Absence of crowds will damage football’s very fabric

SHOULD the Corona Virus crisis accelerate out of control in the UK, which we are being told is inevitable, then football may have to be suspended or played behind closed doors. Already some leagues, such as Italy’s Serie A, are talking of playing games in empty stadiums and China, needless to day, has completely suspended its Super League season.

Financially, football could be facing a major challenge, with cash flow drying-up and championships caught in limbo. With some clubs living hand to mouth, the prospect of matchday income disappearing, some smaller clubs may be tipped into bankruptcy. And if things really get bad, broadcasting, the lifeblood of top clubs, could insist on a review of their deals with major leagues. The implications for the global economy are grim should China be frozen out of global trade – just examine how much we rely on the country in supply chains. We could even face a repeat of the 2008 financial crisis, and considering China really helped the developed world out of the mire, you have to wonder where the assistance will come from this time.

Perversely, non-league football in the UK could capitalise on the reluctance to be part of a big, heaving crowd. Given that the crisis has prompted panic-buying (of toilet roll among other items) to compare with the sugar crisis of the 1970s, it remains to be seen if football fans will stop going to big, heavily-populated matches for fear of being infected by the virus. Already we are seeing areas such as Chinatown in London suffering from neurosis and the London Underground is less packed, especially in carriages where Chinese tourists are standing.

Football played in empty stadiums is a sombre affair and really looks awful. It is difficult to find a game with no crowd a stimulating experience and actually, for some strange reason, the game feels of a lesser quality.

The fact is, as the ultra banners state, “football without fans is nothing”. They have a point. The crowd feeds the game with emotion and enthusiasm and the game itself is given the oxygen it needs from the fans. It’s a two-way agreement. A football stadium is a huge barn or car park without people making a noise, creating the atmosphere and banter, a sea of humanity providing the soundtrack for the afternoon or evening. A near miss is a badly-timed shot without the gasps or sighs of the crowd.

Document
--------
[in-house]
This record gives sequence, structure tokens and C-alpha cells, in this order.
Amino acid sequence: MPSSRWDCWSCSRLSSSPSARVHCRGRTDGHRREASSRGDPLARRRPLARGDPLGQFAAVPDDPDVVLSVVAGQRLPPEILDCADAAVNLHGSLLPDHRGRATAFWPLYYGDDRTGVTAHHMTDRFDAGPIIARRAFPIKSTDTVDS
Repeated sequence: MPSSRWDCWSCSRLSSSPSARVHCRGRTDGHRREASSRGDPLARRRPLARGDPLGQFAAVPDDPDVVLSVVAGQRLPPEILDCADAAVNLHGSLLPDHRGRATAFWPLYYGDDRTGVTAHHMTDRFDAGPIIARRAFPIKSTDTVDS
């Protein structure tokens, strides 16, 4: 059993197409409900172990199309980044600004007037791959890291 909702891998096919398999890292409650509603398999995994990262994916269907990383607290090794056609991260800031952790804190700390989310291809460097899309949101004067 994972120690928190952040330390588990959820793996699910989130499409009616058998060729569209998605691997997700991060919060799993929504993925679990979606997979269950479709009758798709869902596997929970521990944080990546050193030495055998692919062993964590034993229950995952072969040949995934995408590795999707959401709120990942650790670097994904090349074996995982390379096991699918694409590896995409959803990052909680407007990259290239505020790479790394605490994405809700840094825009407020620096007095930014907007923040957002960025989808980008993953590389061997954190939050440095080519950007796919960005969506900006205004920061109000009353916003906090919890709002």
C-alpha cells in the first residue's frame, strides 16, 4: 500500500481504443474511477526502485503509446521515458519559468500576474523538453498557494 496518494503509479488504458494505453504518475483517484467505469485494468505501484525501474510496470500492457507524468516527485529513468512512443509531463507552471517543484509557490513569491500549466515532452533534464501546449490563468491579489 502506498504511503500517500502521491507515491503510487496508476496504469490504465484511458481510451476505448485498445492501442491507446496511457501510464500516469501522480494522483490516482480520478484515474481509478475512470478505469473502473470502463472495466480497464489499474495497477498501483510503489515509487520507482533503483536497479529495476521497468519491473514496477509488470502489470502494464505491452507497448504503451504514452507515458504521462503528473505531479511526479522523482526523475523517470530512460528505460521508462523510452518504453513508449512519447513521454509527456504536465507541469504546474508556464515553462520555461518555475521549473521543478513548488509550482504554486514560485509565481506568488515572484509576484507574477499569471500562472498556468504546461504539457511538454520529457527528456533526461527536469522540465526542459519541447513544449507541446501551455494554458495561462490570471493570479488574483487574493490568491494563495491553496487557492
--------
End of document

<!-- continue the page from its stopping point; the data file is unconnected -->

If the Premier and Football League should decide they need to close grounds to the public, we will have reached a critical stage in the spread of the virus. Football won’t be the only problem, public transport will be derelict, supermarkets will be toxic and other places that attract crowds, such as nightspots, restaurants and schools will all be impacted.

From football’s perspective, the end of 2019-20 season would be a damp squib for many clubs, notably Liverpool who are waiting to be anointed as Premier League champions for the first time. How ironic would it if their moment of rebirth is restricted to an empty Anfield and no public display of joy?

Euro 2020 and the Olympics may both be non-runners. The very thing sport provides, a distraction from the problems of everyday life, will be removed. Bread and circuses doesn’t work when the masses are laid low with a debilitating illness.

It’s difficult to really know how the disease will progress through the summer months. Although 2019-20 may limp to conclusion, the disruption may also extend to 2020-21 season. We can only hope the predictions are more caution than calculated.

Photo: PA


One thought on “Absence of crowds will damage football’s very fabric

  1. Very good article Neil. The unnecessary panic buying that has gone totally over the top in the past few days is going to get worse. As someone who has been carrying a bottle of hand gel/sanitiser around for years and regarding it as the norm I find it quite shocking that “hand washing” and basic daily hygiene is being branded as some kind of new innovative practice.

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